Teachers are using theater and dance to teach math — and it’s working
The children puffed out their chests and mimicked drama teacher Melissa Richardson, rehearsing their big, booming “rhino voices.”
“Giant steps, giant steps, big and bold!” the kindergartners yelled in unison in a classroom at Westlawn Elementary in Fairfax County.
In groups, the children were then cast as animals and bugs: Big, stomping rhinos; delicate lady bugs skittering across the tile; leaping kangaroos and tiny frogs. All made their way to the classroom’s imaginary “water hole,” formed with blue tape.
This giggly play session actually was a serious math lesson about big and small and non-standard measurements. Dreamed up by Richardson and kindergarten teacher Carol Hunt, it aims to get the children to think of animal steps as units of measurement, using them to mark how many it takes each animal to get from a starting line to the target.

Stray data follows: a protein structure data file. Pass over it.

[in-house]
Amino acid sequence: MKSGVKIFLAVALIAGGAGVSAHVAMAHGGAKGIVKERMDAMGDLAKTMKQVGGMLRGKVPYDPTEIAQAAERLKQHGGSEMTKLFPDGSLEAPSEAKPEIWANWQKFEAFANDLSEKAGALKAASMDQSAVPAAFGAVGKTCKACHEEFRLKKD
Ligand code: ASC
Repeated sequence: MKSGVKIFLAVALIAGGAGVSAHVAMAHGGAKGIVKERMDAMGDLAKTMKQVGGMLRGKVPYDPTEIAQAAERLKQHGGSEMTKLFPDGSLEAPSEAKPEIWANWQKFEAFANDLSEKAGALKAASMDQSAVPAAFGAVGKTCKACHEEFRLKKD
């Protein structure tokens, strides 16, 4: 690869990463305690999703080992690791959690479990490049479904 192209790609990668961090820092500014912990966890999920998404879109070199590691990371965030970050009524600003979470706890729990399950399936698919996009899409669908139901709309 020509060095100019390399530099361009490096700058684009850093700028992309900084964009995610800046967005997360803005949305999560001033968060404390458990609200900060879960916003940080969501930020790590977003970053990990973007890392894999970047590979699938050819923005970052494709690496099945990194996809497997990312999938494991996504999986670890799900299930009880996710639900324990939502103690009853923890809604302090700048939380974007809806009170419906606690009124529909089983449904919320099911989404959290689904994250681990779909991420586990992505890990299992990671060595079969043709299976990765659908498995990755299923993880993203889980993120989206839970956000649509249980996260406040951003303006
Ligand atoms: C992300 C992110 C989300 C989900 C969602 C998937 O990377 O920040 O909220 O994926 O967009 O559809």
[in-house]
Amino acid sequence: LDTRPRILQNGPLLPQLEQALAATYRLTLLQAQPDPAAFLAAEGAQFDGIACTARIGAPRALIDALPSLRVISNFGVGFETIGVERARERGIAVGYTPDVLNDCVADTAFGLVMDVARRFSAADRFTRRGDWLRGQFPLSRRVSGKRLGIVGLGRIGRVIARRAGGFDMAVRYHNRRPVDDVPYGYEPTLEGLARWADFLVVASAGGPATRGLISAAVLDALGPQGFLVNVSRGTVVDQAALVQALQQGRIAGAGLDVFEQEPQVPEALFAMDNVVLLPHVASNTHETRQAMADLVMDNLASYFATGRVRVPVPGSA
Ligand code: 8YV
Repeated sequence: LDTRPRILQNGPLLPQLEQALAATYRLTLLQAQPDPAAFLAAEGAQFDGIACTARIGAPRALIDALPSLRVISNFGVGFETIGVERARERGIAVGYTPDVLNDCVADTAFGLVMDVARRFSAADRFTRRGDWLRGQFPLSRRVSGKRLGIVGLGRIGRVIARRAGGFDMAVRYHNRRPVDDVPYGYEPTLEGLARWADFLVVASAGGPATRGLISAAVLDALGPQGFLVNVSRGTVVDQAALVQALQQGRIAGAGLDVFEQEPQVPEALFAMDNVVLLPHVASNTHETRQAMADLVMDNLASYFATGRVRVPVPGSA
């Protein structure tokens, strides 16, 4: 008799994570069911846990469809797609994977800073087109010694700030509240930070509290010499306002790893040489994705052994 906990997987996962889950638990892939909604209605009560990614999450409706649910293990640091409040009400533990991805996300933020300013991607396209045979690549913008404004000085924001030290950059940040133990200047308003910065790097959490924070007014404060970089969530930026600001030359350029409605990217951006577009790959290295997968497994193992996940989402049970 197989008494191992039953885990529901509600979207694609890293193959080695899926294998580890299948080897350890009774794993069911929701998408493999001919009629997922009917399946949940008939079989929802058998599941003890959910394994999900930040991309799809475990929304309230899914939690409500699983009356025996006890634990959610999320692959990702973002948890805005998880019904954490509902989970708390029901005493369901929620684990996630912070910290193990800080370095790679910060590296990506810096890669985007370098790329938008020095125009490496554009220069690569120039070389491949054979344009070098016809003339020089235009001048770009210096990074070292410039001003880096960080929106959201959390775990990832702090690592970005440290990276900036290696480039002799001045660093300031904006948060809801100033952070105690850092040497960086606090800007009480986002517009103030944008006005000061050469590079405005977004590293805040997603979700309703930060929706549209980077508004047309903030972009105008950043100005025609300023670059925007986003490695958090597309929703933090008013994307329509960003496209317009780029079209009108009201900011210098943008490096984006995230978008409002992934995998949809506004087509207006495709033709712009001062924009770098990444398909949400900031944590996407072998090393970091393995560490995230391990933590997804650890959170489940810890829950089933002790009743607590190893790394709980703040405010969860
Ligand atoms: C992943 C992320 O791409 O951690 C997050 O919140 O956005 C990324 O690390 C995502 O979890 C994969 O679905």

Teachers call such melding of art and traditional subjects “art integration,” and it’s a new and increasingly popular way of bringing the arts into the classroom. Instead of art as a stand-alone subject, teachers are using dance, drama and the visual arts to teach a variety of academic subjects in a more engaging way.